- Apple is retiring the iPod Touch.
- The news ends the iPod’s 20-year run.
- Customers can still buy the music player as long as existing supplies last.
Apple has announced it is retiring the iPod Touch, ending two decades of Apple’s dominance in the digital music player market.
At one point, Apple made a number of different iPod models but gradually phased them out as the iPhone’s popularity cannibalized sales. The iPod Touch was the last device on the company’s roster, but Apple is now retiring it, closing the curtain on the iPod’s 20-year history. Customers can still purchase the player for now, at least until existing inventory is exhausted.
The company makes clear what made the iPod such a success will continue to live on in its other products.
“Today, the spirit of iPod lives on,” said Greg Joswiak, Apple’s senior vice president of Worldwide Marketing. “We’ve integrated an incredible music experience across all of our products, from the iPhone to the Apple Watch to HomePod Mini, and across Mac, iPad, and Apple TV. And Apple Music delivers industry-leading sound quality with support for spatial audio — there’s no better way to enjoy, discover, and experience music.”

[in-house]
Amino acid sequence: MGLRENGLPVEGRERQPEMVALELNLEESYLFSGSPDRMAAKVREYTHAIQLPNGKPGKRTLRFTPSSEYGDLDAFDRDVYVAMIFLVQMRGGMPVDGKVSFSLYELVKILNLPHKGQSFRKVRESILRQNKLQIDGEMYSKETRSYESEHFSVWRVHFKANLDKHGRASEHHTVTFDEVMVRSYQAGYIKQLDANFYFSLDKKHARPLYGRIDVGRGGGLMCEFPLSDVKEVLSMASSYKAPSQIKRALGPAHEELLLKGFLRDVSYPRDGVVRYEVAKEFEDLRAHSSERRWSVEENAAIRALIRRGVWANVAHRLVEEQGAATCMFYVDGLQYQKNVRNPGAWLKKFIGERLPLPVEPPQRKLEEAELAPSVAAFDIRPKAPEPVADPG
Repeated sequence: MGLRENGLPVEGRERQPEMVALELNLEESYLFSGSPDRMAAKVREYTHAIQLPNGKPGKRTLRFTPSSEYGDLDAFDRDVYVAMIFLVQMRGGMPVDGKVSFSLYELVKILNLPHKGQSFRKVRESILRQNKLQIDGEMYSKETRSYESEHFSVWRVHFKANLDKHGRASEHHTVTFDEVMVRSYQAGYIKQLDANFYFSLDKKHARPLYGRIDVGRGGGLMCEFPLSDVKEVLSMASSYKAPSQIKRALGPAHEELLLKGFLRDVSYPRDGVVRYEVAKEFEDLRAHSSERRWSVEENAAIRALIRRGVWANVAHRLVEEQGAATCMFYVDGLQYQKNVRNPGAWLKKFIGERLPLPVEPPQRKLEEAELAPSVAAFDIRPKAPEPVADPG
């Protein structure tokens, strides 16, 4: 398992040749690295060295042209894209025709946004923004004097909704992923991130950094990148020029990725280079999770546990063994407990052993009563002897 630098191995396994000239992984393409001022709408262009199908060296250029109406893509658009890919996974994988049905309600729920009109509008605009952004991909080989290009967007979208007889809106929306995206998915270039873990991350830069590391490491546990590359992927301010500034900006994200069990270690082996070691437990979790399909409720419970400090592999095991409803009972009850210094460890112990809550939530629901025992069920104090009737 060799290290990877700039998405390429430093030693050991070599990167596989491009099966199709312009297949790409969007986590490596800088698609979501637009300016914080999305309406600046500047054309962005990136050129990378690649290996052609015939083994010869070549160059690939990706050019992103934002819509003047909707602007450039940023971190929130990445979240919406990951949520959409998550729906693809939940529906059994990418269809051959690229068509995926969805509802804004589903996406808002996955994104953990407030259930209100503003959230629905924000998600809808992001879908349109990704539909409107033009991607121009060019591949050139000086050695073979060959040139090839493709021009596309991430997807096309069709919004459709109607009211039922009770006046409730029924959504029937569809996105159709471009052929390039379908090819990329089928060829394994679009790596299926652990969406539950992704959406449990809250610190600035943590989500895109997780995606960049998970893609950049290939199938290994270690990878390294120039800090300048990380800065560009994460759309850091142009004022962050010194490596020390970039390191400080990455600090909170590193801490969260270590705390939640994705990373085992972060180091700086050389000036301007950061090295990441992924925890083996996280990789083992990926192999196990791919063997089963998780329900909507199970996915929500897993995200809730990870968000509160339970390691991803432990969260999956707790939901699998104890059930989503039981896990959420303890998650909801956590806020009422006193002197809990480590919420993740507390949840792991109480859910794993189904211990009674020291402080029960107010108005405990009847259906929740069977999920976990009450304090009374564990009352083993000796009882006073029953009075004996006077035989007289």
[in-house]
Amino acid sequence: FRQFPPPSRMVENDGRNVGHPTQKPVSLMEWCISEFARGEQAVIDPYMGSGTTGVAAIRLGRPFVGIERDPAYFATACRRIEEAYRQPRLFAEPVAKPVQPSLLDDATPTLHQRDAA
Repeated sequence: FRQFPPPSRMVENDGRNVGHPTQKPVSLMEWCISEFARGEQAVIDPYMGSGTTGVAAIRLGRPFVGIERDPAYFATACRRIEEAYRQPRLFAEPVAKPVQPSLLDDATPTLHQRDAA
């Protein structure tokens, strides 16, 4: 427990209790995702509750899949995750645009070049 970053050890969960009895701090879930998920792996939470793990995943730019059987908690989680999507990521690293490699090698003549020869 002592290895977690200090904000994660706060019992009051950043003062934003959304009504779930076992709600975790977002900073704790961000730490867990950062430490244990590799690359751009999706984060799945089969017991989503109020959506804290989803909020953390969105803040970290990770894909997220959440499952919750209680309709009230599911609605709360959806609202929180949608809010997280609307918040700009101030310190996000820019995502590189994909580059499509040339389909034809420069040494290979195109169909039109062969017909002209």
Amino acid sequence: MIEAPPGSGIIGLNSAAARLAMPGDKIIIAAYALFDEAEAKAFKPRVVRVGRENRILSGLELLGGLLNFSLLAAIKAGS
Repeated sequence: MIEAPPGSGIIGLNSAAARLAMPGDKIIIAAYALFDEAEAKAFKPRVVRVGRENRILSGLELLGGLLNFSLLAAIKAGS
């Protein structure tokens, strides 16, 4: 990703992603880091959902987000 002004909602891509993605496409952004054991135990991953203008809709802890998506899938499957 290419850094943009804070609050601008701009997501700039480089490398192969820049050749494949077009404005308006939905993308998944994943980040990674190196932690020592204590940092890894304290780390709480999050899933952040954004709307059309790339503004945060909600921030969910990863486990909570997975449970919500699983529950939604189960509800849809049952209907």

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Apple revolutionized digital music players with the introduction of the original iPod 20 years ago. Its simple interface and large capacity turned the market on its head and instantly made Apple the market leader. As the iPhone became popular — and as its storage increased — most customers no longer needed to carry a dedicated music player, leading to the iPod’s eventual demise.
During its heyday, however, the iPod helped drive Apple’s “halo effect,” in which consumers would buy the company’s inexpensive products and then gradually invest in more products and services, eventually transitioning completely to Apple’s ecosystem. While the iPod Touch may be the last iPod, Apple will always be indebted to the diminutive device’s contribution to its success.